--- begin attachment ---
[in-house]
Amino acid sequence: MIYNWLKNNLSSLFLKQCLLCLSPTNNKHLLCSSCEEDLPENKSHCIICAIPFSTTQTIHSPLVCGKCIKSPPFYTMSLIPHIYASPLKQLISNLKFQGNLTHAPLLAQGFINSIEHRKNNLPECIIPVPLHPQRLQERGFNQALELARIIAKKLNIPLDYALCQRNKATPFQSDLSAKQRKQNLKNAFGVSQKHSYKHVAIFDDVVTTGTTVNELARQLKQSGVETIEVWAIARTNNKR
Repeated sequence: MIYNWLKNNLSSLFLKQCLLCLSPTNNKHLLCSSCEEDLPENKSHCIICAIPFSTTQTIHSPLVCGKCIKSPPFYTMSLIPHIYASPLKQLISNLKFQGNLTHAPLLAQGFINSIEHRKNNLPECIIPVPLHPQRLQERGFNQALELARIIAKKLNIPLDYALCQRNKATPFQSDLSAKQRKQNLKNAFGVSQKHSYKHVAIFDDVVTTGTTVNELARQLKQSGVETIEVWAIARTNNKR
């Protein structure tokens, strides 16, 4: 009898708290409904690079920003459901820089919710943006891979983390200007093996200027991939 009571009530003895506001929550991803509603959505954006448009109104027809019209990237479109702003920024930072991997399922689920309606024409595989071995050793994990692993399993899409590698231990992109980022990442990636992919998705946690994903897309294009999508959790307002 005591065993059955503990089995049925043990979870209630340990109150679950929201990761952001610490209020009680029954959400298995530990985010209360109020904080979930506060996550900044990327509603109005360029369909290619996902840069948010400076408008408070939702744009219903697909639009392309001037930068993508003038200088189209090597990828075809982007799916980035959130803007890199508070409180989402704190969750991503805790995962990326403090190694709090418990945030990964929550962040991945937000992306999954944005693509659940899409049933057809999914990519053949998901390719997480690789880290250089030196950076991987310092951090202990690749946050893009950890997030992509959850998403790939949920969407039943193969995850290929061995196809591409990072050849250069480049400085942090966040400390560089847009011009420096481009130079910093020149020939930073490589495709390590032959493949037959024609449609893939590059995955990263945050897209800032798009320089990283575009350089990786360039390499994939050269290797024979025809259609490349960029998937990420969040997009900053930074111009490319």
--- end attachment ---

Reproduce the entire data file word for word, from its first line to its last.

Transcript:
[in-house]
Amino acid sequence: MIYNWLKNNLSSLFLKQCLLCLSPTNNKHLLCSSCEEDLPENKSHCIICAIPFSTTQTIHSPLVCGKCIKSPPFYTMSLIPHIYASPLKQLISNLKFQGNLTHAPLLAQGFINSIEHRKNNLPECIIPVPLHPQRLQERGFNQALELARIIAKKLNIPLDYALCQRNKATPFQSDLSAKQRKQNLKNAFGVSQKHSYKHVAIFDDVVTTGTTVNELARQLKQSGVETIEVWAIARTNNKR
Repeated sequence: MIYNWLKNNLSSLFLKQCLLCLSPTNNKHLLCSSCEEDLPENKSHCIICAIPFSTTQTIHSPLVCGKCIKSPPFYTMSLIPHIYASPLKQLISNLKFQGNLTHAPLLAQGFINSIEHRKNNLPECIIPVPLHPQRLQERGFNQALELARIIAKKLNIPLDYALCQRNKATPFQSDLSAKQRKQNLKNAFGVSQKHSYKHVAIFDDVVTTGTTVNELARQLKQSGVETIEVWAIARTNNKR
């Protein structure tokens, strides 16, 4: 009898708290409904690079920003459901820089919710943006891979983390200007093996200027991939 009571009530003895506001929550991803509603959505954006448009109104027809019209990237479109702003920024930072991997399922689920309606024409595989071995050793994990692993399993899409590698231990992109980022990442990636992919998705946690994903897309294009999508959790307002 005591065993059955503990089995049925043990979870209630340990109150679950929201990761952001610490209020009680029954959400298995530990985010209360109020904080979930506060996550900044990327509603109005360029369909290619996902840069948010400076408008408070939702744009219903697909639009392309001037930068993508003038200088189209090597990828075809982007799916980035959130803007890199508070409180989402704190969750991503805790995962990326403090190694709090418990945030990964929550962040991945937000992306999954944005693509659940899409049933057809999914990519053949998901390719997480690789880290250089030196950076991987310092951090202990690749946050893009950890997030992509959850998403790939949920969407039943193969995850290929061995196809591409990072050849250069480049400085942090966040400390560089847009011009420096481009130079910093020149020939930073490589495709390590032959493949037959024609449609893939590059995955990263945050897209800032798009320089990283575009350089990786360039390499994939050269290797024979025809259609490349960029998937990420969040997009900053930074111009490319």